By Steven Suskin
29 Jan 2012
"Annie Hall," from 1977, was Allen's 11th film, but this is arguably where he went from being a director of popular comedies to an acknowledged genius — and where he won his first two Oscars, as director and author. Diane Keaton, of course, is the Annie Hall of the title. Tony Roberts plays Woody's friend, as he did for more than a decade, and I wonder if he was at his best in this guise. Carol Kane, Shelley Duvall, Chris Walken and Colleen Dewhurst (as Keaton's mother) add to the joys of the film.
The 1979 "Manhattan" is Allen's love-letter to the city in question, enhanced by the music of George Gershwin and the black and white cinematography of Gordon Willis. Has Manhattan — the island — ever looked so romantically evocative? Stars Allen and Keaton are in this instance joined by Michael Murphy, Mariel Hemingway, Anne Byrne, Wallace Shawn and soon-to-be-superstar Meryl Streep. Allen shared screenwriting chores with Marshall Brickman, who also served as collaborator on "Annie Hall."
Standing midway between Hitchcock and Allen on the distinctive-filmmakers-with- unusual-but-astonishingly-good-films list is Billy Wilder. How many times can you watch The Apartment? I always find this amoral tale — about a low-level executive who trades the key to his Upper West Side walkup for professional advancement — to be darkly delicious. Here is Jack Lemmon at his comic best; here is Shirley MacLaine at her brightest; and here is Manhattan, circa 1960, without the sort of filters Woody and Willis applied to their picture of "Manhattan." Here, too, are screenwriters Wilder and I.A.L. Diamond, razor-sharp. The pair won an Oscar for their screenplay, with Wilder also taking one as director and a third as producer of that year's Best Picture. And let's not forget the sweepingly grand musical theme by Charles Williams. "The Theme from 'The Apartment'" was borrowed music, actually; Williams first used it (under the title "Jealous Lover") in the 1949 British feature, "The Romantic Age." I, for one, quite enjoy Promises, Promises, the Broadway musicalization of "The Apartment." Wilder's film is considerably better, though.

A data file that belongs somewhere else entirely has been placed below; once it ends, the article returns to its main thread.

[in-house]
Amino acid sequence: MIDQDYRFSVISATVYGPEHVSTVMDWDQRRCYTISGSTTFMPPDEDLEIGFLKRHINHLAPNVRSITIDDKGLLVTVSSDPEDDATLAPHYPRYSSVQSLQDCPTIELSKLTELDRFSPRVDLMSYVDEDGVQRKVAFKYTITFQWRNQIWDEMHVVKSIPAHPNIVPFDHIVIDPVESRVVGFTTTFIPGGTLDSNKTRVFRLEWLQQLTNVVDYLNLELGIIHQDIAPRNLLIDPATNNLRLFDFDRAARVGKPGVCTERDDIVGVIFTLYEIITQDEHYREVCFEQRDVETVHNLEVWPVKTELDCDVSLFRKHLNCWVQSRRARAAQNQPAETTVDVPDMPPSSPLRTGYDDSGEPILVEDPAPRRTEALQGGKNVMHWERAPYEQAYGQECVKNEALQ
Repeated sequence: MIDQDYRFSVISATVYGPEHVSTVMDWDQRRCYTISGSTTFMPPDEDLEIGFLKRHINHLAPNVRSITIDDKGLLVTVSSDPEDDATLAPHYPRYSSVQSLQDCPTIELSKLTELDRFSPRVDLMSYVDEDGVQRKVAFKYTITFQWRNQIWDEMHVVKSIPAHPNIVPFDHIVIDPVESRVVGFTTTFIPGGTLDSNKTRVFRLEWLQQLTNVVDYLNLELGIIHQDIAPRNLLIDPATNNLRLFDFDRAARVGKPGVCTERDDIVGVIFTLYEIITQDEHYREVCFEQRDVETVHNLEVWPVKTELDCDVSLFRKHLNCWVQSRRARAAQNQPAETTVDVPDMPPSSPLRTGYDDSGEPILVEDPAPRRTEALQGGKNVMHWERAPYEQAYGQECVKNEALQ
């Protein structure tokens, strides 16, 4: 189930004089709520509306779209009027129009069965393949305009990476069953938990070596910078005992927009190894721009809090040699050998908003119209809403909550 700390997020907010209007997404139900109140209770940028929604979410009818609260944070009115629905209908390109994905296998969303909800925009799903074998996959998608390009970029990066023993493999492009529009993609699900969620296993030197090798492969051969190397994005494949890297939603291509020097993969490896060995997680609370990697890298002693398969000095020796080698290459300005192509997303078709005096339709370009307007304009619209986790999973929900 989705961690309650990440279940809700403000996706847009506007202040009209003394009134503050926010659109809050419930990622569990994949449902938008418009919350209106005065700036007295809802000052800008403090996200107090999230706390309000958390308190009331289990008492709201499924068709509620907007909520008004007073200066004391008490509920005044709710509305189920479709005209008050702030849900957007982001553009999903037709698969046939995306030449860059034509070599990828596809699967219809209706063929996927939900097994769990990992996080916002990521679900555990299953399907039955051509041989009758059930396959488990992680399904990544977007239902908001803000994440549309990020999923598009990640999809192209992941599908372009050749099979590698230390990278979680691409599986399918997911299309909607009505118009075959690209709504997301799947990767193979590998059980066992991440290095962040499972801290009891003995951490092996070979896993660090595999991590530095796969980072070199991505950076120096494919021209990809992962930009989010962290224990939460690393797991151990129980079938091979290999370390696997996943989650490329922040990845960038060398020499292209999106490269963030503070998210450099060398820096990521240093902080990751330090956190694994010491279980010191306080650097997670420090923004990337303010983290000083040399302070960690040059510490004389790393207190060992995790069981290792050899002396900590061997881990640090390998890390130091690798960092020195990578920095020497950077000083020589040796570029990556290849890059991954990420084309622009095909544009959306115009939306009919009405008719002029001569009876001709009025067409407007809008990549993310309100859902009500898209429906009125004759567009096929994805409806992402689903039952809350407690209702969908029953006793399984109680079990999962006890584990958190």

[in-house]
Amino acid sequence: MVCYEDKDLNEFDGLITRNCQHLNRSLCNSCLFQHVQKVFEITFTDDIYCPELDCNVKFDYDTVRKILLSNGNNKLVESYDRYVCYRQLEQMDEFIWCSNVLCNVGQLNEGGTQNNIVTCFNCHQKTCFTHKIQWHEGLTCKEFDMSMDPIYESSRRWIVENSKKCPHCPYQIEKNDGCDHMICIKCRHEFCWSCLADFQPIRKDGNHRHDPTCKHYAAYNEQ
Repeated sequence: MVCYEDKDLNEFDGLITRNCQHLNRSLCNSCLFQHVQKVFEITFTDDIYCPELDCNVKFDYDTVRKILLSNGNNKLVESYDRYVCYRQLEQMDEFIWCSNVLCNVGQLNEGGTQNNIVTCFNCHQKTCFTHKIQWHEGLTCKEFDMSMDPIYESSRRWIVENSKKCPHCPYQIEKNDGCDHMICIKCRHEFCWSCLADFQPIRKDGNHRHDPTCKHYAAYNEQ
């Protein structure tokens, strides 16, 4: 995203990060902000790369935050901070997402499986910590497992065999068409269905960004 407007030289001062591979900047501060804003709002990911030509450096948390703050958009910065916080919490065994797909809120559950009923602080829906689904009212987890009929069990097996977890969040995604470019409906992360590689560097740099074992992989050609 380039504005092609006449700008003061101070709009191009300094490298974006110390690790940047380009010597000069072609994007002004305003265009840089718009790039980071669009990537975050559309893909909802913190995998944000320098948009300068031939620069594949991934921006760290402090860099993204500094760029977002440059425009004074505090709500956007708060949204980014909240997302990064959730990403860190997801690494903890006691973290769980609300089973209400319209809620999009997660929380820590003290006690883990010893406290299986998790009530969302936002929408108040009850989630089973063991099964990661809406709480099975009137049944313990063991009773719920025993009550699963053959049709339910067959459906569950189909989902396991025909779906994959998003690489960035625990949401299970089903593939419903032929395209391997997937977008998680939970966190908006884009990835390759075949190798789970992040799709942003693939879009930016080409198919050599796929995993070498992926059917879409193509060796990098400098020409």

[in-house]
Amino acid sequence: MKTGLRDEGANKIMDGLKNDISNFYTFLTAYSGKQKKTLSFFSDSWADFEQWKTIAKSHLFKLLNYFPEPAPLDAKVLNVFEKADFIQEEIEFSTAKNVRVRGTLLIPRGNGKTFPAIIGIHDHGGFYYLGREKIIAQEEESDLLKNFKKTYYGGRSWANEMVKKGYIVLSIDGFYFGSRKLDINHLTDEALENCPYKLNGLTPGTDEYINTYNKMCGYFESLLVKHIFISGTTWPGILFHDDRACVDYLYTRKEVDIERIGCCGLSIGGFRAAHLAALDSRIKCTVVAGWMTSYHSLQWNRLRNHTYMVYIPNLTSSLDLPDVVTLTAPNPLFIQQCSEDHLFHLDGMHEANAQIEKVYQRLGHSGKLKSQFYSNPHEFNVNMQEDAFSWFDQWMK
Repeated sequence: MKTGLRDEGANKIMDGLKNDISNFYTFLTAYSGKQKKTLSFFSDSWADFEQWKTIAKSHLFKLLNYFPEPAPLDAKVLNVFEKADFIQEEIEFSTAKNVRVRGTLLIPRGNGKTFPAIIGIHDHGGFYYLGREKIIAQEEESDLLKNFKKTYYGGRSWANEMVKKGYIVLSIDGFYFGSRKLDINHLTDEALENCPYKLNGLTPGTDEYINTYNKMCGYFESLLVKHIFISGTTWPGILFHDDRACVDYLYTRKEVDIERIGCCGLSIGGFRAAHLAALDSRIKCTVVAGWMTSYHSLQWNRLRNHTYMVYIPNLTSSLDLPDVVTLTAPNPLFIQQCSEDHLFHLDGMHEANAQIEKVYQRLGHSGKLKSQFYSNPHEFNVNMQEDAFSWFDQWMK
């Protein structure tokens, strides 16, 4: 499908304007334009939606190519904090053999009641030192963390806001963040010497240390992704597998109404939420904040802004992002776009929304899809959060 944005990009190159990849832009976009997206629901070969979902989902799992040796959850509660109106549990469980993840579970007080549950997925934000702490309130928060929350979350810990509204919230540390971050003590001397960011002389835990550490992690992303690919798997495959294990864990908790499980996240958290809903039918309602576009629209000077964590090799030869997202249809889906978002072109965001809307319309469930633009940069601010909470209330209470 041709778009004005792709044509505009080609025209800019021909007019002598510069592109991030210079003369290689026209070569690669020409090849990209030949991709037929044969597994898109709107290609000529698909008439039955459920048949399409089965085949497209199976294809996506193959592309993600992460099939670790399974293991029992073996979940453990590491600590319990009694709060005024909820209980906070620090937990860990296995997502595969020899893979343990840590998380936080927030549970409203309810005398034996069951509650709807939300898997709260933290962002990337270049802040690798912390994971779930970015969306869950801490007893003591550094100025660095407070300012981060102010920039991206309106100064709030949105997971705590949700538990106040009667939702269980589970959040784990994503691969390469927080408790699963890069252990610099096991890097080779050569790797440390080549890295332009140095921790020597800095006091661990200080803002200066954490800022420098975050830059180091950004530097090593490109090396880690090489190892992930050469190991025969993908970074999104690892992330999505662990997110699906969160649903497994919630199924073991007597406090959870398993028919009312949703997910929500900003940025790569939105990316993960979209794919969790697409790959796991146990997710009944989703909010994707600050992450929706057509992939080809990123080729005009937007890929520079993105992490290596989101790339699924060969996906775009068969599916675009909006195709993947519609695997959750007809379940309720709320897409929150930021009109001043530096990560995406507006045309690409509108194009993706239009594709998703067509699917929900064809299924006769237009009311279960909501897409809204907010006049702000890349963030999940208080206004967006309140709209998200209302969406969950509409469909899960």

Among this year's Best Picture nominees over in Oscarland is Moneyball [Sony], the immensely entertaining Brad Pitt movie about two major American pastimes, baseball and money. There are any number of pleasures here, including Mr. Pitt and the deft screenplay by Steven Zaillian and Aaron Sorkin. Also of interest is the performance by Jonah Hill as the out-of-place Yale economist whose computer reconfigures the sad sack Oakland Athletics into pennant winners. Hill has provided amusement as an awkward misfit in such films as "Knocked Up" and "Superbad." Here he demonstrates that he can act, too.
Of more than passing interest is the performance of Philip Seymour Hoffman as Art Howe, the crusty, old and stubborn manager of the team. Hoffman is just now in rehearsal for the Mike Nichols production of Death of a Salesman which is soon to move into the Barrymore. Is the 44-year-old Hoffman too young to play Willy Loman? Anyone accustomed to watching the actor will already know the answer, but Hoffman's "Moneyball" performance in itself suggests that his Willy Loman will be compelling.